1. Silverlight Multicast Streaming is End-of-Life in 2021
Microsoft has officially announced that Silverlight is end-of-life. This is confirmed on Microsoft’s Support Lifecycle page: “Silverlight 5 will support the browser versions listed on this page through 10/12/2021, or though the support lifecycle of the underlying browsers, whichever is shorter.”
Enterprises have relied on multicast streaming to efficiently and reliably stream live video for more than a decade, and they’ve used Microsoft Silverlight to do it. But now that Silverlight is on its way out, enterprise organizations will have to find another secure and scalable method for streaming live video to large audiences.
In theory, enterprises who wish to use multicast streaming to transmit live video can continue using Silverlight until 2021…
2. Major Browsers No Longer Support Plugins
…But for all intents and purposes Silverlight is dead right now because plugins are dead, and Silverlight is a plugin. Google Chrome no longer supports plugins. The same goes for Microsoft Edge, the default browser in the newly released Windows 10. Silverlight has been the standard for multicast video playback. Now that Silverlight is being phased out by Microsoft and discontinued by the major browsers, does it signal an end for multicast streaming as well?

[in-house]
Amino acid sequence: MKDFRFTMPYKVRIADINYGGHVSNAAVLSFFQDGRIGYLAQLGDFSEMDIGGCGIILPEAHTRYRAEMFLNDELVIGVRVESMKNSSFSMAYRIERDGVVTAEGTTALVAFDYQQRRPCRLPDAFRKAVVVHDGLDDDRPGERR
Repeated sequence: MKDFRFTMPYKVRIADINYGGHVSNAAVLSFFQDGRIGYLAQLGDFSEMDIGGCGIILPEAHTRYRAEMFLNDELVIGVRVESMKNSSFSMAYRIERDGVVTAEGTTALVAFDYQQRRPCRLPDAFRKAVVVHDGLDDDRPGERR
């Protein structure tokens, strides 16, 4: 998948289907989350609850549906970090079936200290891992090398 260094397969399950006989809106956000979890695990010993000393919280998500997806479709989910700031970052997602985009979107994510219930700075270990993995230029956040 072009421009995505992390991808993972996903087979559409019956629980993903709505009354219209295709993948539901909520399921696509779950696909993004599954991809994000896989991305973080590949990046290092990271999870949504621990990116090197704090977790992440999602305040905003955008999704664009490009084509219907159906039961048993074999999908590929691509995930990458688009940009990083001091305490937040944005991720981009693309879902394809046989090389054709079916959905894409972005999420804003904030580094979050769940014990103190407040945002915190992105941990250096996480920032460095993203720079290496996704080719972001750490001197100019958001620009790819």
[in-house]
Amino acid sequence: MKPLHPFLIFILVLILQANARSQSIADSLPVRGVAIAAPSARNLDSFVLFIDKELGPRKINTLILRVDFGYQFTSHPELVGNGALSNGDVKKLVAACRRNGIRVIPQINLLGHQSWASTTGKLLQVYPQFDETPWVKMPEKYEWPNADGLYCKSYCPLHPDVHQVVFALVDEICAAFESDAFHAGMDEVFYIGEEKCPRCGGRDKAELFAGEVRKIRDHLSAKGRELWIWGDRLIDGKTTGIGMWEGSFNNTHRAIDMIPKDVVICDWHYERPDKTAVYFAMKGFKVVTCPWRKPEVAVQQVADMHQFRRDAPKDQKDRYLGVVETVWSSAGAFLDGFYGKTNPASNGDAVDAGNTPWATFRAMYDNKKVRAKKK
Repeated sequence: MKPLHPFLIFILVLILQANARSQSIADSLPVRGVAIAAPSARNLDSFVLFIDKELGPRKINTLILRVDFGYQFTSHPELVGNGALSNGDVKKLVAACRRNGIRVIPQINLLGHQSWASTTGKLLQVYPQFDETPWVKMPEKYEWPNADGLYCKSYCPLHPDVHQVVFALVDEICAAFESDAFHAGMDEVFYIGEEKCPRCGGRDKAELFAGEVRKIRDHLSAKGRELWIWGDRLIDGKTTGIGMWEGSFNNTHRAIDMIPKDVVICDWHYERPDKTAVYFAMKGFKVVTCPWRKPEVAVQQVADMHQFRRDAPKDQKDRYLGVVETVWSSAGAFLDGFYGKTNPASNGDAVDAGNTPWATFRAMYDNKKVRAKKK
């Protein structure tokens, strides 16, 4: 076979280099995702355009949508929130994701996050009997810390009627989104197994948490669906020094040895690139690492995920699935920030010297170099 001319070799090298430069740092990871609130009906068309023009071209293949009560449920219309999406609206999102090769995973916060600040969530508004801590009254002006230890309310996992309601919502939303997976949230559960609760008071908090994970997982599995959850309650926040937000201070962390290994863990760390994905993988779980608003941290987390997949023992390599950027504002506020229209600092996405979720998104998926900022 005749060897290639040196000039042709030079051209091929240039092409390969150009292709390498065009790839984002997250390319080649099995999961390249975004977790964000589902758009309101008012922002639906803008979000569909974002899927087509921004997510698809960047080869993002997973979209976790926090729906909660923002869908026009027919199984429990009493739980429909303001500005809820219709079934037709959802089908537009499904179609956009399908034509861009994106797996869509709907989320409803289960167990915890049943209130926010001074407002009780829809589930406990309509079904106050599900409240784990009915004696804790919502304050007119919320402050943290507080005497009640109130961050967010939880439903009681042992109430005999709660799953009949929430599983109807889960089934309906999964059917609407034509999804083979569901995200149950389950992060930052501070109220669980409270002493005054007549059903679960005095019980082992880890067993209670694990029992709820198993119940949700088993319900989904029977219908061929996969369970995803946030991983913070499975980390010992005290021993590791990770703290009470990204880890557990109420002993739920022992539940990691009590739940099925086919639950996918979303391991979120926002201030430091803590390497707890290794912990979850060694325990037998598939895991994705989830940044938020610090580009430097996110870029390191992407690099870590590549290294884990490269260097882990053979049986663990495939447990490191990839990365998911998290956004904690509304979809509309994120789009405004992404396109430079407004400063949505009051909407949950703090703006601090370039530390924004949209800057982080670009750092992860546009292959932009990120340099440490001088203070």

Although some enterprise IT departments have done their due diligence by looking into live video delivery alternatives such as peer-to-peer, multicast streaming is alive and well. It remains the optimal method for delivering live streaming video in a one-to-many use case. Peer-to-peer, which is predicated on unicast networking, just doesn’t compare when it comes to reliability and scalability.
3. HLS video is becoming the multicast streaming standard
HLS is the de facto standard for streaming video, but did not support multicast – until now! HTTP Live Streaming, or HLS, has emerged as the de facto format for live streaming and video on demand (VOD). Designed by Apple for Quicktime, Safari, and iOS devices, HLS is a format that breaks the video stream into small chunks that are delivered via HTTP. Since HTTP is not a multicast protocol, HLS was not able to be used for large scale delivery within an enterprise – until Ramp’s patent-pending method for transmitting HLS data via multicast.
These three facts were the major considerations Ramp took into account when we began to develop AltitudeCDN Multicast+. Multicast+ provides standards-based and secure multicast support to any live video deployment that uses HTTP Live Streaming (HLS). Multicast remains the most efficient way to transfer live video data within the enterprise and Multicast+ brings multicast support to industry-standard HLS. Multicast+ delivers an effective and easy-to-use solution for updating an organization’s live video delivery solution without requiring a combination of proprietary eCDNs or media servers, nor requiring a custom video player – a standard HLS compatible video player is sufficient. Multicast+ also supports HLS with AES-128 or Sample AES encryption.